It is always a great pleasure to share good news with our readers–particularly when that good news stems from a Georgia Court of Appeals ruling in favor of a subcontractor!
Just a few days ago, the Georgia Court of Appeals ruled on the matter Madison Retail Suwanee, LLC et. al v. Orion Enterprises Sales & Service. In this case, a subcontractor has filed a materialmen’s lien against the owner’s real estate for money they were owned on a construction project. The owner of the liened property brought two issues before the Court of Appeals:
First, the real property owner claimed that the subcontractor did not fully comply with Georgia’s lien filing requirements. Specifically, Georgia’s lien statute states (among other requirements) that a lien claimant must “send a true and accurate copy of the claim of lien . . . to the owner of the property.” O.C.G.A. § 44-14-361.1. The property owner pointed out that the copy of the claim of lien that he received from the subcontractor was different from the claim of lien that the subcontractor filed with the clerk of court. What was the difference? The copy which was filed with the clerk of court identified the real estate owner as “Owned by Madison Retail Suwannee [sic], LLC”, and the copy sent to the real property owner omitted the word “Retail”. On this, the real property owner tried to get the lien dismiss, but the Georgia Court of Appeals agreed with the subcontractor. In fact, the Court sternly states that the copy which the property owner “served the purpose of ensuring that the owner timely receive[d] notice” of the subcontractor’s lien even though one word of the real property’s owner was omitted.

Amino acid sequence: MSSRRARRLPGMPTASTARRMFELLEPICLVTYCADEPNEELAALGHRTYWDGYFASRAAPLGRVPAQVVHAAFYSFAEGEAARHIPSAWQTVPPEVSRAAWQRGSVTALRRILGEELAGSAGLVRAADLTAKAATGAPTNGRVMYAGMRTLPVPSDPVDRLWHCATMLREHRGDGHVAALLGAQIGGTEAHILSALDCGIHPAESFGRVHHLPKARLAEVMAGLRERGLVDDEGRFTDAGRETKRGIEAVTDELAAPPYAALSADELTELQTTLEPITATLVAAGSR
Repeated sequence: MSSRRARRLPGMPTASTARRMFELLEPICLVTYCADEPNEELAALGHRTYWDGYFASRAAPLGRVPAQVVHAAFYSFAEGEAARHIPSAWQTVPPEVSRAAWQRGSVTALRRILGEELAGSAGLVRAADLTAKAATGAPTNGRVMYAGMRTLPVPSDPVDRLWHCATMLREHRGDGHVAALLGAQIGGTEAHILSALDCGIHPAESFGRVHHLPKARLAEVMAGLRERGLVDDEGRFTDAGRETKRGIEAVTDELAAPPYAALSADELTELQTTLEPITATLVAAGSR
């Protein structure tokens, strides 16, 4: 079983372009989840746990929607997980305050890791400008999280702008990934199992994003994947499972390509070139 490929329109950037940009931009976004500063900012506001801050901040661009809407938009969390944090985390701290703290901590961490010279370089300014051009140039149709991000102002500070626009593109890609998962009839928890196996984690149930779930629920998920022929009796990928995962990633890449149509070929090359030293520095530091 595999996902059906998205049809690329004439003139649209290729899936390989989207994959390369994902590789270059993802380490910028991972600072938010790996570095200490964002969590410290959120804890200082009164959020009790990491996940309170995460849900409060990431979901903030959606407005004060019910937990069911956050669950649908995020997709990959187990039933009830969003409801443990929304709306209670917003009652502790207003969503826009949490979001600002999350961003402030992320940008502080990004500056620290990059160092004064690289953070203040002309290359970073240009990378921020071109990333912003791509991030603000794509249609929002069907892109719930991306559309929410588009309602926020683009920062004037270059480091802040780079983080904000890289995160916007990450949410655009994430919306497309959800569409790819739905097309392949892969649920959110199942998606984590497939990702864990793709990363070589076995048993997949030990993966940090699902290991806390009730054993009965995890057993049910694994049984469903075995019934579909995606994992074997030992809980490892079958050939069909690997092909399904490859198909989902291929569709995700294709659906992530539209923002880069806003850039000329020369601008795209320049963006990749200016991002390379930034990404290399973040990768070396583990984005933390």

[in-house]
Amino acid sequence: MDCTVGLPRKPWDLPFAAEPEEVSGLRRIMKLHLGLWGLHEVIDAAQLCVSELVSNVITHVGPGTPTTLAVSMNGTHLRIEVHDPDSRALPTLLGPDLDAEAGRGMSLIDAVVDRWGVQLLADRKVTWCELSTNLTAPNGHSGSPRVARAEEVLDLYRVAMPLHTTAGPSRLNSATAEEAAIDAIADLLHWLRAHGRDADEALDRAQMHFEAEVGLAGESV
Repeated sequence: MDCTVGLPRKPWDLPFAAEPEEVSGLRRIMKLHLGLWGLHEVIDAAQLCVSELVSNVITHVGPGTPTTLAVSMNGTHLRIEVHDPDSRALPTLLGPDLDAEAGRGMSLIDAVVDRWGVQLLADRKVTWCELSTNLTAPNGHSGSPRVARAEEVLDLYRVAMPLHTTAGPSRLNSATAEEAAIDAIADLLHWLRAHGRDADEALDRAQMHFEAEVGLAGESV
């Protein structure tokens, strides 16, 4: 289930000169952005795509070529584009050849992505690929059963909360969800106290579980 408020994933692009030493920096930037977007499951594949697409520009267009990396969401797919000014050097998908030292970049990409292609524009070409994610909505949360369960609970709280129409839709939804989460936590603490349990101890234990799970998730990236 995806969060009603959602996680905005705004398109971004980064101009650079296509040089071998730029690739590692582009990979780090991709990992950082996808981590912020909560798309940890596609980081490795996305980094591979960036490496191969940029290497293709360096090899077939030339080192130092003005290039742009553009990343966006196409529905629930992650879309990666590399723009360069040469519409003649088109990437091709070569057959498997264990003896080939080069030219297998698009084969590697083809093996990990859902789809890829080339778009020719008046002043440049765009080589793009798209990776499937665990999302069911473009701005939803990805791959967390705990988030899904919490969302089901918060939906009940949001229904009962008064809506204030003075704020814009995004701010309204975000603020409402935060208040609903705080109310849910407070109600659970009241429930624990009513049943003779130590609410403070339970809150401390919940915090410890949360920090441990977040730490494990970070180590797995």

Second–and this is even more important for Georgia’s subcontractors and suppliers–the court allowed the subcontractor to enforce his lien even though there was a variance between the name of the party which executed the Subcontract Agreement and the party which filed the claim of lien. Basically, the Subcontract Agreement was signed by a corporation, yet the lien was filed under the corporation’s dba. The real property owner asserted that the lien was invalid unless the subcontractor had previously registered the dba as a trade name. The Court of Appeals disagreed stating that, “[W]hether the trade-name was properly registered or not does not have any impact on the issue at hand. [The subcontractor] fulfilled its obligations under the Subcontract Agreement . . . [it] filed its claim of lien for work it had performed and for which it had not been paid.”
As you know, filing construction liens in Georgia can be tricky; thus, it is very important that you contact a Georgia lawyer who understands and regularly stays up to date on the issues relevant to those in the construction industry. If you have any questions or need to file a materialmen’s lien in Georgia, please contact the Cobb Law Group today!